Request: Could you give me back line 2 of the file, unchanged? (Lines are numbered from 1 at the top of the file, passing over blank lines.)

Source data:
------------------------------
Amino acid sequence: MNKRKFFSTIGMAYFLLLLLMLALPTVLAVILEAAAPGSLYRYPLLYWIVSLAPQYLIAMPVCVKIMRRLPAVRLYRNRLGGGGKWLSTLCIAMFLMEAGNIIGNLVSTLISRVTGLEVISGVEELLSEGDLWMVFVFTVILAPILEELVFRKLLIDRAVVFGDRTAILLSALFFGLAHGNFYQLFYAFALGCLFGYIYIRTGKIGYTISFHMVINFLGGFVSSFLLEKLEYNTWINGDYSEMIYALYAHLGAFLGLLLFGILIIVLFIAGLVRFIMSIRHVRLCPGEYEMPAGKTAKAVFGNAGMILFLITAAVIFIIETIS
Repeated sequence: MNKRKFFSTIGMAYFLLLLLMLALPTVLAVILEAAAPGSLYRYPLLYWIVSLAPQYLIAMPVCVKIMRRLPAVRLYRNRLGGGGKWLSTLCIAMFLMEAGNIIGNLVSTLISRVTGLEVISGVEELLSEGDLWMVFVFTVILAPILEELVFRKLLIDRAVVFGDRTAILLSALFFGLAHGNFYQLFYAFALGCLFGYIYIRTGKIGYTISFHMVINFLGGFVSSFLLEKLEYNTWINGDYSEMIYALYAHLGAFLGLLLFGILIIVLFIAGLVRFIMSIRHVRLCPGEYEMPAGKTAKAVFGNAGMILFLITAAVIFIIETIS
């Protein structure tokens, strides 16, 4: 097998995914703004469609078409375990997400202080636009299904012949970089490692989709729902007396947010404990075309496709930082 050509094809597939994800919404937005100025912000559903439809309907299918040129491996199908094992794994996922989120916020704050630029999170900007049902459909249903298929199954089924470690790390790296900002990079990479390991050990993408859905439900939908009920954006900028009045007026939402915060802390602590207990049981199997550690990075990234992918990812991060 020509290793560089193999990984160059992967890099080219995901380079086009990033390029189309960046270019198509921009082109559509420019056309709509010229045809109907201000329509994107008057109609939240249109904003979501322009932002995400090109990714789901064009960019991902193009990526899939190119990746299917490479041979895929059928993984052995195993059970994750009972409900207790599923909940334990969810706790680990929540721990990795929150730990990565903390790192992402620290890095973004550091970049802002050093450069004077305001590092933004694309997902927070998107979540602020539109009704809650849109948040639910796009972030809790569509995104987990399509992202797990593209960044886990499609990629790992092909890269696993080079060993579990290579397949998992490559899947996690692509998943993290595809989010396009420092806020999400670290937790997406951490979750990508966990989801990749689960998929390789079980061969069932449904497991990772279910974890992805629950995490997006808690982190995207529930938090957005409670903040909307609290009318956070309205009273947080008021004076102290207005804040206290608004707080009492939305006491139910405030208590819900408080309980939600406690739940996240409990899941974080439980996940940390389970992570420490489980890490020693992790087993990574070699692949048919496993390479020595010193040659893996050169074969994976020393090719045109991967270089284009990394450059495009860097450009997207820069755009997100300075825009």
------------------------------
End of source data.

Repeated sequence: MNKRKFFSTIGMAYFLLLLLMLALPTVLAVILEAAAPGSLYRYPLLYWIVSLAPQYLIAMPVCVKIMRRLPAVRLYRNRLGGGGKWLSTLCIAMFLMEAGNIIGNLVSTLISRVTGLEVISGVEELLSEGDLWMVFVFTVILAPILEELVFRKLLIDRAVVFGDRTAILLSALFFGLAHGNFYQLFYAFALGCLFGYIYIRTGKIGYTISFHMVINFLGGFVSSFLLEKLEYNTWINGDYSEMIYALYAHLGAFLGLLLFGILIIVLFIAGLVRFIMSIRHVRLCPGEYEMPAGKTAKAVFGNAGMILFLITAAVIFIIETIS